12. Industries exert enormous influence over the government agencies created to regulate them. Which only serves to solidify the positions of those companies that already dominate the regulated business.
13. Laws and regulations stifle innovation, and reward the same old things.
14. National regulations can create nationwide problems, no matter what the more local needs may be.
15. The existence of regulations and regulatory bodies give people a false sense of security.

I suspect that once the current regime here is Sierra Madre transforms us from being an independent city to one firmly folded into the Sacramento controlled regional planning bureaucracies they are so enamored of, the resulting flurry of outside regulations and rules will make most folks positively dizzy. That is all part of having the responsibilities of local government removed, you know. What used to be done by local people will now be carried out by the regional government and its aligned contractors. With our priorities more often than not coming in a distant second.


  1. A great article!Thank you for "spreading the Word".I found your reference to the RHNA numbers chilling;reminding us, that under the present "Regime" our recent reprieve is only temporary!

  2. Hey! The contest ended yesterday! I wanted to do a video about how making rules has become the leading industry in America today. People who say our country doesn't produce anything any more are just wrong.

  3. I sure agree, 7:48.
    The people of Sierra Madre will find out soon enough what our current "regime" has in store for us.

    Anyone MISS MAYOR MacGillivray, Zimmerman and Watts YET? If not, you will.

  4. The current council wants to make money for their friends. There are all sorts of state programs designed to make that possible.

  5. Gotta love it - the campaign to improve the image of government, a PR reachout as it were.
    Reminds me of a similar effort made for realtors not too long after the housing bubble exploded. Realtors "build communities" "nourish neighbors"or some such garbage.
    Wonder who got paid to come up with the marketing idea.

  6. Everybody likes to present themselves as being good for the world. Everyone is green, positive, helpful to those who need to assistance, and caring about whatever is appropriate at the moment. A steady stream of nonsense that never ends.

  7. I disagree 9:29. I think the problem is worse than that. The current council majority actually sees itself as promoting preservation through development. And if they're capable of such a mind twist as that, who knows what kind of contortions their perspectives can do?
    Scary stuff in local 'leaders'

  8. fellow political agnosticMay 18, 2010 at 9:40 AM

    More harm is done in the name of good than bad.....

  9. Watching this City Council is going to be like witnessing a slow motion car wreck. You know it is going to happen, and there is no way the car will make it through without some major damage. But there you are. There isn't much you can do except watch.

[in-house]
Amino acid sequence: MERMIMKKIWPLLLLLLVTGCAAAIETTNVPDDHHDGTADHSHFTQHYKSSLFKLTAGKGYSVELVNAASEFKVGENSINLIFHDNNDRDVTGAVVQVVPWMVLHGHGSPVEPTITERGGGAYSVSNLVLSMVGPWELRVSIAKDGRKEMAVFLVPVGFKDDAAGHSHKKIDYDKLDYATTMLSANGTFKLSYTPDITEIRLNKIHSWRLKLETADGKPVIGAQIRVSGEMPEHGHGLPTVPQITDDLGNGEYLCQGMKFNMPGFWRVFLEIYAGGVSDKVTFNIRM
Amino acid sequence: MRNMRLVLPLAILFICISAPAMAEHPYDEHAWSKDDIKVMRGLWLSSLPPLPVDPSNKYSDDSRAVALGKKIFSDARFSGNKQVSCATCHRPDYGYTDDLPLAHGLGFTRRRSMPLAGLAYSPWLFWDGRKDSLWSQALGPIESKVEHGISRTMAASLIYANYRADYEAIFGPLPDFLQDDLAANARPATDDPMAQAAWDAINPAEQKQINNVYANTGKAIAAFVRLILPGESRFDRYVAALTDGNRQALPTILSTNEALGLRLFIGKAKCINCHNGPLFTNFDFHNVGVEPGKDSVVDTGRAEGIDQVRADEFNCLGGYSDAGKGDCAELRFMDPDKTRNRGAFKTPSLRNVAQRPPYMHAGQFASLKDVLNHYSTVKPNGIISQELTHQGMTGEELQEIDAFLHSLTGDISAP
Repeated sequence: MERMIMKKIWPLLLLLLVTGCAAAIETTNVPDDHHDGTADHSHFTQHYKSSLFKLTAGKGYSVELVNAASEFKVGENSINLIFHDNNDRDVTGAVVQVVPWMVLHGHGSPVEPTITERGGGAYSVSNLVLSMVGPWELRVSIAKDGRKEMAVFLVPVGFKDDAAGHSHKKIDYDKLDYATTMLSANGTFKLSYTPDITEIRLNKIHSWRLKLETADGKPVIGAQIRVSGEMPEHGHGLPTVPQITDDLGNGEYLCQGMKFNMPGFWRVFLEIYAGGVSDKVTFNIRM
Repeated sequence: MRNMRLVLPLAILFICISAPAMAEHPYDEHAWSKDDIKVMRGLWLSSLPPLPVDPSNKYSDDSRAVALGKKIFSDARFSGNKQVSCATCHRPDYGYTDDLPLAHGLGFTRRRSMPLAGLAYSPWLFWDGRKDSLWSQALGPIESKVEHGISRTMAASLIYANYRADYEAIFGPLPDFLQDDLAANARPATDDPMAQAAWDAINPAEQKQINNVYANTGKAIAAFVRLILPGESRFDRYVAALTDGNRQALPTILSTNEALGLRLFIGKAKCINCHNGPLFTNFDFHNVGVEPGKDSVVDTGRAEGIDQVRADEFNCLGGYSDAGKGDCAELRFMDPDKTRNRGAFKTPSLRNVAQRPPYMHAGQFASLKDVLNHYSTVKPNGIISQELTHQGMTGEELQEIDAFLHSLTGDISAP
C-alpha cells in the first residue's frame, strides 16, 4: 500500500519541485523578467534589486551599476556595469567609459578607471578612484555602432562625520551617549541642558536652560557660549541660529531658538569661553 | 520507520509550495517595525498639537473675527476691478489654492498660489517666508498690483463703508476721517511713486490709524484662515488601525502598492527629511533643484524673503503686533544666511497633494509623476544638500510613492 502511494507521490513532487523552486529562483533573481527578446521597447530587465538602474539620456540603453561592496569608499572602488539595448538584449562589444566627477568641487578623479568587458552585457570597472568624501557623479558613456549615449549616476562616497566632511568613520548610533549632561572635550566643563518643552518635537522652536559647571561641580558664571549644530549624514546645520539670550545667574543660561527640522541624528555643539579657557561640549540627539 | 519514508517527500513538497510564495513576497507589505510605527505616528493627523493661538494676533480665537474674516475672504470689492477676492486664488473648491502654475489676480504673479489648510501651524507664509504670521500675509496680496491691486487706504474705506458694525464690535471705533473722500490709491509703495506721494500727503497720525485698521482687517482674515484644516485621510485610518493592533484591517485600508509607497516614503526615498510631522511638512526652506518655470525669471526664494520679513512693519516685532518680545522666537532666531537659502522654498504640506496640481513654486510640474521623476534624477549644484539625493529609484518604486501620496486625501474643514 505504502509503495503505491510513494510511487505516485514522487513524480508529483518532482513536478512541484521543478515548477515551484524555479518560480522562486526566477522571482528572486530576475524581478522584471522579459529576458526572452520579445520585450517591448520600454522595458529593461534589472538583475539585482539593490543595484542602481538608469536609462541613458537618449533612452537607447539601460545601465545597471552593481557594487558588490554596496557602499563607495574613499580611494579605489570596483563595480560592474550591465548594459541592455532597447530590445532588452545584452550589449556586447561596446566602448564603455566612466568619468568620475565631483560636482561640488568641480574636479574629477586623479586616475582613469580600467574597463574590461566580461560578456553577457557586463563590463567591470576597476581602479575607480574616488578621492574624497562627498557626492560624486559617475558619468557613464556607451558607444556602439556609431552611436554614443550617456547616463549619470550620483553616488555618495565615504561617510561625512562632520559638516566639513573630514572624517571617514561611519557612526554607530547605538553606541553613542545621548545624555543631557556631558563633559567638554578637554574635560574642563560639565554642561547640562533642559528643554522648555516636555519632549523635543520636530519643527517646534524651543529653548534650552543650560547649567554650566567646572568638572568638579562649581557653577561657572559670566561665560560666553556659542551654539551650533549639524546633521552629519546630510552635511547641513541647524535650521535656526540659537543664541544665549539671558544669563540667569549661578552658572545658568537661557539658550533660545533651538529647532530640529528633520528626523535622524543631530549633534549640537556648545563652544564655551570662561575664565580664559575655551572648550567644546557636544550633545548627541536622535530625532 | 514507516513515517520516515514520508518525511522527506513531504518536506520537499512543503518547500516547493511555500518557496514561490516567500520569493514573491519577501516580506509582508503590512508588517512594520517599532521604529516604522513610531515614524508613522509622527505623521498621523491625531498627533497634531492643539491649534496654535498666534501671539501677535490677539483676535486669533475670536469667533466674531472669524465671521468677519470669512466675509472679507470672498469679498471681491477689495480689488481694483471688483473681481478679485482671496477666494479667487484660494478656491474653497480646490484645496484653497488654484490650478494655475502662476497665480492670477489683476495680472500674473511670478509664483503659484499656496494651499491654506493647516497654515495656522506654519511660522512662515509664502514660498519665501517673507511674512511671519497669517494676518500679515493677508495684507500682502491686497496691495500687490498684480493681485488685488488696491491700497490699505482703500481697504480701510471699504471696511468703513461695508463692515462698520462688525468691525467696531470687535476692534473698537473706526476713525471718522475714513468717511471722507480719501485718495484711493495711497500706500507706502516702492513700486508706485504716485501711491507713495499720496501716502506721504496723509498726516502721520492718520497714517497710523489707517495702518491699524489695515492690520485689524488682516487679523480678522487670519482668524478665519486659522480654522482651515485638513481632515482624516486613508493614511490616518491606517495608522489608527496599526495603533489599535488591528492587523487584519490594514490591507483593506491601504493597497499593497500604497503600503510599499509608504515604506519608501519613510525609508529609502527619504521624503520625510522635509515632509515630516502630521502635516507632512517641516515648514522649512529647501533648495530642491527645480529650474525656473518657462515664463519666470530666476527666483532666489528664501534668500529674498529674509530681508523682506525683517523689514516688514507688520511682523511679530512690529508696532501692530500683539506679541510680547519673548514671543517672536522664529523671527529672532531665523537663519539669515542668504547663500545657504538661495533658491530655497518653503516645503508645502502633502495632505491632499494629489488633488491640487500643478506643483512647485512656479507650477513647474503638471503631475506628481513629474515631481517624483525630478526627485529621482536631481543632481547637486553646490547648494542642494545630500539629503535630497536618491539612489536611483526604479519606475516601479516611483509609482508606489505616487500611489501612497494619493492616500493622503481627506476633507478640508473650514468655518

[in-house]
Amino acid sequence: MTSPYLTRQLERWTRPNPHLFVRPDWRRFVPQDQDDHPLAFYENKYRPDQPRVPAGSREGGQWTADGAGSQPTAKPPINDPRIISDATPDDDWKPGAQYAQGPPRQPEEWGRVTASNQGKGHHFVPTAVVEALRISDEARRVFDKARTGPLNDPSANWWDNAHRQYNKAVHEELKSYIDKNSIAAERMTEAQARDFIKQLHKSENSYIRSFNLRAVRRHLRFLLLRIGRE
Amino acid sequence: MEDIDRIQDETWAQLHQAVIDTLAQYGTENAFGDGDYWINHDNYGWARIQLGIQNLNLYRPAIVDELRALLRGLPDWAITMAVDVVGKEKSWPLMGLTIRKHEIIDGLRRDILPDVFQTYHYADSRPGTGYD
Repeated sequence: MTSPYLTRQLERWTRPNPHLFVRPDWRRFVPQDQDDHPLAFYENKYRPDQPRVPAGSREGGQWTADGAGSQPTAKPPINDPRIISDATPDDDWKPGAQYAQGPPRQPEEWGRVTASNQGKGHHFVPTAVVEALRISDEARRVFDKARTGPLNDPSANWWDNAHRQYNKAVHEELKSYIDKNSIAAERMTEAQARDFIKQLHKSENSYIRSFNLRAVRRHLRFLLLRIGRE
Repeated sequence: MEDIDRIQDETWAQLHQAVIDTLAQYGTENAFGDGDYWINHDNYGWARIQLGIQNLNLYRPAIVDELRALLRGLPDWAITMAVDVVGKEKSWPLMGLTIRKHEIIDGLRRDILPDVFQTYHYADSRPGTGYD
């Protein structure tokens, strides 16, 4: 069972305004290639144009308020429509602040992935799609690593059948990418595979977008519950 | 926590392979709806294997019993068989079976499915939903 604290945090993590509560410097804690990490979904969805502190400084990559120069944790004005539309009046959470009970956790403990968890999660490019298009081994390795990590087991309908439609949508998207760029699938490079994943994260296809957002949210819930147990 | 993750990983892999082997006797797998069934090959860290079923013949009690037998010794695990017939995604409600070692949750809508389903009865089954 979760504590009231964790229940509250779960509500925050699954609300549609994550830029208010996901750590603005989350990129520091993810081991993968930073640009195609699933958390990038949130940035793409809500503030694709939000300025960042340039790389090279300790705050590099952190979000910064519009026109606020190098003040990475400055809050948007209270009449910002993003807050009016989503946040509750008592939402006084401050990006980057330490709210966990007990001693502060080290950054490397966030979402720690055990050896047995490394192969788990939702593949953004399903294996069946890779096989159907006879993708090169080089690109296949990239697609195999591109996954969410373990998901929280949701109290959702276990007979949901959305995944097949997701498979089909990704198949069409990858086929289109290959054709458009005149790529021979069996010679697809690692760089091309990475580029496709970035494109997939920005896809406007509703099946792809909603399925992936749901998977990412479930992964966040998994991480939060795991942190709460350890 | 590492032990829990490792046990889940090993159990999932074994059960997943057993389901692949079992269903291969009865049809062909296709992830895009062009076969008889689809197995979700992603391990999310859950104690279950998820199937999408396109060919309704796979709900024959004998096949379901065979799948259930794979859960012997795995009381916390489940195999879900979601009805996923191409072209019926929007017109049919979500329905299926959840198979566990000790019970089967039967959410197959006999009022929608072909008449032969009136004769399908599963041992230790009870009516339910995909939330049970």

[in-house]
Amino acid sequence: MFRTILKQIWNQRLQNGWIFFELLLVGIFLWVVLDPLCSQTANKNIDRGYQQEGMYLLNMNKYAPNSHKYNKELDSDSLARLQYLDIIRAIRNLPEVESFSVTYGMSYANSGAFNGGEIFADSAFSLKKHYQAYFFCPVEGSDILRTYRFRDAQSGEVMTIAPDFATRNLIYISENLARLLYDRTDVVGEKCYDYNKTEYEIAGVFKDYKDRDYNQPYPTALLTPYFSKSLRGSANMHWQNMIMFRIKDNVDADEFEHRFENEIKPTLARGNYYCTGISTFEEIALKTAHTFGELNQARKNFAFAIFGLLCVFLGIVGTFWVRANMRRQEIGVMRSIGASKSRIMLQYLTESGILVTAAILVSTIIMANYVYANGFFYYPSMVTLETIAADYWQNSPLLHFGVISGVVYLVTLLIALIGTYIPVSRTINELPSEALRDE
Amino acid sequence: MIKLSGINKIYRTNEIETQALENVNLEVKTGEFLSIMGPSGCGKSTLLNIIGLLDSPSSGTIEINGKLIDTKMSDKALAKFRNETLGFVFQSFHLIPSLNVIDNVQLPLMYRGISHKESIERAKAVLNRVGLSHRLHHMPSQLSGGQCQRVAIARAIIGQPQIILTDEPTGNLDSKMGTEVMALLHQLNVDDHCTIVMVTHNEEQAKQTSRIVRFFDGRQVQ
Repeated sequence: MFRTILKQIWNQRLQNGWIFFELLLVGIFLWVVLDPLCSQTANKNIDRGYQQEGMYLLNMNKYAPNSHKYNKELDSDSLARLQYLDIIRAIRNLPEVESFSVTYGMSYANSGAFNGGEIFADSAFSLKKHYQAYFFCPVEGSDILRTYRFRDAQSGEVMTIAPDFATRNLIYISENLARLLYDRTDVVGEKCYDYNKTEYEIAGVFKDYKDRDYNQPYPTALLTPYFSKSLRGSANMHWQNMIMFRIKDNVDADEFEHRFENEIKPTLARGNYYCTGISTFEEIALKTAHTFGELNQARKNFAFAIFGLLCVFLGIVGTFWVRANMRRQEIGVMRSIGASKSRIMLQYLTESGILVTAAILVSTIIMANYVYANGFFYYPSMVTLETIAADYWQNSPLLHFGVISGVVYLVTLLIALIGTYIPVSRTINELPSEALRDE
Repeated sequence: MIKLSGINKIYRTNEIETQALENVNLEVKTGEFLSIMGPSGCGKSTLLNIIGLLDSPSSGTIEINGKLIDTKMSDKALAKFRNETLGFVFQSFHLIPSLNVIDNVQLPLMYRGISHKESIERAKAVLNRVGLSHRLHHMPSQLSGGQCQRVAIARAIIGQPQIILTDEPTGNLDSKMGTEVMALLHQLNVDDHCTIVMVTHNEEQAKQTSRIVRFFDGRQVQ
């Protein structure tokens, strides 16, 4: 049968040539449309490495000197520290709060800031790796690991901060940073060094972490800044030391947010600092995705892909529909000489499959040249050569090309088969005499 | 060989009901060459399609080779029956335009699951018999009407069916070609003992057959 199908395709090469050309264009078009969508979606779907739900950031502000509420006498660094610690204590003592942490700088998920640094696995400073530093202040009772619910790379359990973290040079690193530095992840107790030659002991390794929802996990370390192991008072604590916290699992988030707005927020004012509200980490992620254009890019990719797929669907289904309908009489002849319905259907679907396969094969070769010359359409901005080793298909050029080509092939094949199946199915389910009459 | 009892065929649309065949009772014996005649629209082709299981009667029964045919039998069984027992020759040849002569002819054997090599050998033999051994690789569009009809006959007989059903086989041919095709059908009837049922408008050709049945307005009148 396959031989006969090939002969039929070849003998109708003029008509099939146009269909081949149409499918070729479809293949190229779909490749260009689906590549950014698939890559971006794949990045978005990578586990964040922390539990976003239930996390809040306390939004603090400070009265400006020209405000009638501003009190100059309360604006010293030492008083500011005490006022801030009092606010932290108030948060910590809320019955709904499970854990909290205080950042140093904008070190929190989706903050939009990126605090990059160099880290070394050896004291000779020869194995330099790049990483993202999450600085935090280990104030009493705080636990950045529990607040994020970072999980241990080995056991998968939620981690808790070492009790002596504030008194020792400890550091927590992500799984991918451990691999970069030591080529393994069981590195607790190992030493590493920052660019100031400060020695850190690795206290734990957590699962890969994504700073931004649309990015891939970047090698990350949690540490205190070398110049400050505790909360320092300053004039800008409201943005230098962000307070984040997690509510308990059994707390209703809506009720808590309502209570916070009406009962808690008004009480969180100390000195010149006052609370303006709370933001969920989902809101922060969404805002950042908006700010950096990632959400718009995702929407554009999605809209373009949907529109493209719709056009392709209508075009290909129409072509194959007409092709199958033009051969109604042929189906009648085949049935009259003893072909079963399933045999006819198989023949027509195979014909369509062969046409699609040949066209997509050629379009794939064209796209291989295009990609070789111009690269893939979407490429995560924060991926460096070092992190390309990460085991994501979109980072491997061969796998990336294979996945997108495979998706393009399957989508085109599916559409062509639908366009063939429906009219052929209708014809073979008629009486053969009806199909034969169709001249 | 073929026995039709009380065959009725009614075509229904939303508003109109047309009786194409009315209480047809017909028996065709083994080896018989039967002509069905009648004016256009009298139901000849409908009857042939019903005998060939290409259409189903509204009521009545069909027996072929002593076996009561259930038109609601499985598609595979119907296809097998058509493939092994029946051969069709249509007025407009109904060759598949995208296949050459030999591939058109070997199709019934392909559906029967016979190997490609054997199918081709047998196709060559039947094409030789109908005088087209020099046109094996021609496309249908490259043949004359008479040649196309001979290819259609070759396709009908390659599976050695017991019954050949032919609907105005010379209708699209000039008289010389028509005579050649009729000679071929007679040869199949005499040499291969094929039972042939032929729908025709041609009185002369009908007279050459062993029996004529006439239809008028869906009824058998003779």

10. There are ways to stop these projects (Howies, Skilled Nursing, Dr.Sami's old 2006 Cup 7000 sq ft not enough parking etc) because they were not submitted correctly if they are contested at the council meetings. This group was stopped before with a 3 to 2 council and it can be done again so don't give up.

  11. Ironic considering today's article, but there are rules that any project has to abide by, even pre-Measure V. 10:54 is right, and nobody has a slam dunk.
    Worst case scenario, court.
    Legal fund anyone?

  12. Right on BT. We need more lawyers on the slow growth side and it's not fair to ask them to work pro bono

  13. Rules are made to be broken:

    Definitions (2)1. Authoritative statement of what to do or not to do in a specific situation, issued by an appropriate person or body. It clarifies, demarcates, or interprets a law or policy.

    2. Statement that establishes a principle or standard, and serves as a norm for guiding or mandating action or conduct. Rules may be divided into four general categories: (1) Folklore: Unpublished rules that are conveyed by behavior and are implicitly understood. (2) Guidelines: Commonly published and recommended practices that allow some discretion with their interpretation and use. (3) Mandates: Published commands that may not be ignored in any circumstance and whose violation is punished. (4) Policies: Published rules that imply a predicted behavior and whose violation may be permitted or tolerated under certain circumstances

  14. BT
    We have more than one legal expert that reads this board, in fact, there are at least 6 that I know of, personally. Three of them are dirts, and very low calibrating dirts, Mosca, Buchanan and Doyle.
    The other three all brilliant and on the slow growth side. Two of them were very instrumental in the success of Measure V.
    I'm sure there are more, I just don't know them.

    We are watching you, dirts.